In my opinion, the drop in retail prices for economy-line technology—for 2018 and 2019—are being challenged by the segment of direct-to-consumer (DTC) products. Today, consumers can purchase most personal sound amplification products (PSAPs)—with decent to excellent audibility and sound quality—between $100 and $800. Traditional hearing aid manufacturers are reducing wholesale prices so that providers can compete by dispensing traditional hearing aid technology at lower retail prices. This pricing strategy is known as “the race to the bottom.” For providers to breakeven by offering lower retail prices, they would have to increase patient flow and prospect conversion rates markedly. For most practices, this business model is neither profitable nor sustainable given the inefficiencies of our current service delivery model.
Part 5: The Markup Ratio
Drum roll, please. In the fifth, and final, part of this article, we do the unthinkable and assess the markup ratio between nominal pricing retail and wholesale prices over time. For those readers involved in determining the retail prices of your products, hang onto your hat because you might find the final section the most illuminating.

Cost-Plus Pricing and Markup Ratio
Of all the pricing strategies available, cost-plus pricing is the simplest strategy to employ because it (almost) guarantees that a business does not lose money on a sale. This pricing strategy is probably the most used one in the hearing care space. Cost-plus pricing is based on knowing (1) the wholesale cost of the product or service (i.e., invoice price) and (2) determining how much margin, or markup, is needed to generate operating profit (i.e., revenue minus expenses).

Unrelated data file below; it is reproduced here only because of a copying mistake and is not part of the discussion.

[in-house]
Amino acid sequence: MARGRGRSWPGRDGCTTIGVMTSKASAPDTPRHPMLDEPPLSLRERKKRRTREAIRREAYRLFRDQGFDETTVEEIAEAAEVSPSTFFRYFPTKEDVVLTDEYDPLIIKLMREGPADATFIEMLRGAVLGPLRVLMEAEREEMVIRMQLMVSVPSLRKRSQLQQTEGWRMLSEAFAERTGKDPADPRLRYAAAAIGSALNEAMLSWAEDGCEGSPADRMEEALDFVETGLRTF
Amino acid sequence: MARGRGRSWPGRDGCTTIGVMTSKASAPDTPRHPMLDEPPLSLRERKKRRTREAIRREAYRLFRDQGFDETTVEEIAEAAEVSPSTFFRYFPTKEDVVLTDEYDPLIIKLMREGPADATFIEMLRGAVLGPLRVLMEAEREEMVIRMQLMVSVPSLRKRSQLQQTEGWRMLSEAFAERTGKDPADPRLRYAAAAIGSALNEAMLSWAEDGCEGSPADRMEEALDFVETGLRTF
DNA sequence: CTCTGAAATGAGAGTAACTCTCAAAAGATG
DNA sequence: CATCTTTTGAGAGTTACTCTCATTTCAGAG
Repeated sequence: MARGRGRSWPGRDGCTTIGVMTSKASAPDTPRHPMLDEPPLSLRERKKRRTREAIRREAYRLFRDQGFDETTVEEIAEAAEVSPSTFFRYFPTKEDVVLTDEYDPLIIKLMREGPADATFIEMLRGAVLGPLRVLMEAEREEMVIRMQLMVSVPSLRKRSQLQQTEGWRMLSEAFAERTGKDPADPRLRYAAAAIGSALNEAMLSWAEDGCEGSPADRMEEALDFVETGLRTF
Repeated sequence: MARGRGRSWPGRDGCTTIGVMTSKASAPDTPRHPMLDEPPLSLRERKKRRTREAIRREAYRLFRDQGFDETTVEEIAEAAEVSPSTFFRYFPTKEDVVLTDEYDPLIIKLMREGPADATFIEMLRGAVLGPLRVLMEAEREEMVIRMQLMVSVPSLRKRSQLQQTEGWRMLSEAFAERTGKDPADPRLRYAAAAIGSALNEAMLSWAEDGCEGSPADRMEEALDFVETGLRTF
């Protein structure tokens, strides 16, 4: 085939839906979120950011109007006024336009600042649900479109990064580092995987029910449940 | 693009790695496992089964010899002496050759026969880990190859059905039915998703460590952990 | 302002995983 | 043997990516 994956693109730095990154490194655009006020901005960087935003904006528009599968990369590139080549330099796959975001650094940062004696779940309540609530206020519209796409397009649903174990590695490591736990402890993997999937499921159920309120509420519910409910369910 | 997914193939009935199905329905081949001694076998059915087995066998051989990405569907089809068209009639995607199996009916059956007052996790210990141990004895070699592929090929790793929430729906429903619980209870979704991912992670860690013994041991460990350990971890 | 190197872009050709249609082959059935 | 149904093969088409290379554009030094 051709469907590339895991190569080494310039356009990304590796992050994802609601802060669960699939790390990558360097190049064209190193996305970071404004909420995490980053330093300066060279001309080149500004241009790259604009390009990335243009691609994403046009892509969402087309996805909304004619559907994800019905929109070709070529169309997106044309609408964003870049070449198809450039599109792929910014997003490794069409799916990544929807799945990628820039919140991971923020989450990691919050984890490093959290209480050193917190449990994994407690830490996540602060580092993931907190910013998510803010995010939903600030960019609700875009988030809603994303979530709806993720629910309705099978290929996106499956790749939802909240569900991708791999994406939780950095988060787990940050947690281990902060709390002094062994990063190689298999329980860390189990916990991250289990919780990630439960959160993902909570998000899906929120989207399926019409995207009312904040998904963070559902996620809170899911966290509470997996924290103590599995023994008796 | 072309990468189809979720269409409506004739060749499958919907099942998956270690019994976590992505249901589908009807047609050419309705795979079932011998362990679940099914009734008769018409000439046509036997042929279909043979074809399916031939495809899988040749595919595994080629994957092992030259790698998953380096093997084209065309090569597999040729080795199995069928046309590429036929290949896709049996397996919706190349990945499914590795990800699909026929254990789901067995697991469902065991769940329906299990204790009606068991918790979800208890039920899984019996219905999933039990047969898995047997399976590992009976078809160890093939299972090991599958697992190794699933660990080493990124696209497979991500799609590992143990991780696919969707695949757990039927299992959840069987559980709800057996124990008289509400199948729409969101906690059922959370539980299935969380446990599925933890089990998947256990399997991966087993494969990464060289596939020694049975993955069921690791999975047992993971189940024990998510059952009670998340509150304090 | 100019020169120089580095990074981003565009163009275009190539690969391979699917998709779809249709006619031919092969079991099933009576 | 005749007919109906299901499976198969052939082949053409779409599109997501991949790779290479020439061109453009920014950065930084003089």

In this article, the reader is provided with the markup ratio for average, premium, and economy-line products, which is determined by dividing the nominal retail price by the nominal wholesale price at a given point in time. The data used to generate the markup ratios was adopted from pricing found in Parts 1 (i.e., wholesale) and 3 (i.e., retail) of this article.

Summary of Findings
Figure 9. Markup ratio (i.e., retail price divided by wholesale price), over time, for all hearing aids (denoted by the blue circles), the average premium hearing aid (represented by the red squares), and the average economyline hearing aid (designated by the green diamonds).


Average Hearing Aid
  • For the average hearing aid, the markup ratio has decreased from 4x to 3x between 2004 and 2019.
    • This decrease in markup ratio stems from a greater relative increase in wholesale prices compared to retail prices, although both wholesale and retail prices have increased.
    • In 2004, the average retail price for a hearing aid was $1785 and the average wholesale invoice was $457, yielding a markup ratio of 3.91 (i.e., $1785/$457).
    • In 2019, the average price for a hearing aid was $2284 and the average wholesale invoice was $774. The markup ratio for these data points is 2.95 (i.e., $2284/$774)
    • The average markup ratio for a hearing aid—independent of technology tier—has remained between essentially between 3x and 4x. This ratio has steadily decreased over the past decade and we will continue to monitor whether this trend holds in future blogs.
    • Analysis: The finding from this exercise indicates that the average provider is receiving a smaller margin (i.e., 3x instead of 4x) from overall hearing aid sales when we compare data over time.

Premium-Tier Hearing Aids
  • For the average premium hearing aid, the markup ratio is relatively unchanged over time.
    • The lack of gross changes in markup ratio stem from the fact that average retail prices have increased by only $59 between 2004 (i.e., $2842) and 2019 (i.e., $2901). Similarly, average wholesale prices have increased by a mere $97 during this same period (i.e., $1356-$1259).